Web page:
There’s one more name I want to call out: Charles Koch. Koch industries is still doing business with Russia. Koch will remain in business in Russia so that it doesn’t have to lay off Russian employees. So big of Charles. Koch’s company has also issued statements calling for the U.S. and EU to end the sanctions and give Putin a partial “victory” as part of a diplomatic resolution to the conflict. So, one of the chief obstacles to a sane climate change policy is letting us know that his profits come before lives. Which is another kind of violence. But I think we all knew that about Koch already.

The Seige of Rouen (1418-1419)

War and Barbarity: Ukraine

The recent, horrific stories of atrocities committed by Russian soldiers in Ukraine are deeply disturbing. See, for example, ‘This Is True Barbarity’: Life and Death Under Russian Occupation in the New York Times; and Has Russia committed war crimes in Ukraine? Here’s what we know. by Claire Parker in the Washington Post.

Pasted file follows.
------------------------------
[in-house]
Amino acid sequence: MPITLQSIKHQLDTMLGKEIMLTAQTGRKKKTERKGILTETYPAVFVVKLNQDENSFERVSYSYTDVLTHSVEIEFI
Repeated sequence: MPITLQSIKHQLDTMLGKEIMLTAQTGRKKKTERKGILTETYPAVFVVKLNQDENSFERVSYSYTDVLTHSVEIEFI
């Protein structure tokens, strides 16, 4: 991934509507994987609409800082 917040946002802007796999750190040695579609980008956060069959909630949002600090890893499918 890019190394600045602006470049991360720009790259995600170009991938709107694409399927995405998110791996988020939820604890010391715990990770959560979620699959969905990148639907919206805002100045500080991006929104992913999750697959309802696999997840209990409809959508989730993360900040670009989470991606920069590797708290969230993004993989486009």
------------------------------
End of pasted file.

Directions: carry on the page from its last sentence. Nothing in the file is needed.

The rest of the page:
Of course, U.S. soldiers commit war crimes. We like to forget Fort Pillow, Andersonville, Wounded Knee, My Lai, Abu Ghraib. The Philippine-American War, 1899–1902, was a regular carnival of atrocities, which may be why no one talks about it much today. It’s also true that others have done terrible things — the Rape of Nanking; the Rape of Berlin. And, of course, war isn’t a necessary element of atrocities; the Holocaust is sometimes lumped with war crimes, but it wasn’t part of Germany’s war effort.

One of the reasons I so hate it when politicians so easily push for wars that aren’t really necessary is that there will always be some troops who will commit atrocities. These same individuals might have lived their whole lives without doing any physical harm to anyone. But in the chaos of war, when all the social structures of civilization are gone, and troops endure relentless stress and are witness to barbarities, some of them will sink to commiting barbarities themselves. This seems to always happen.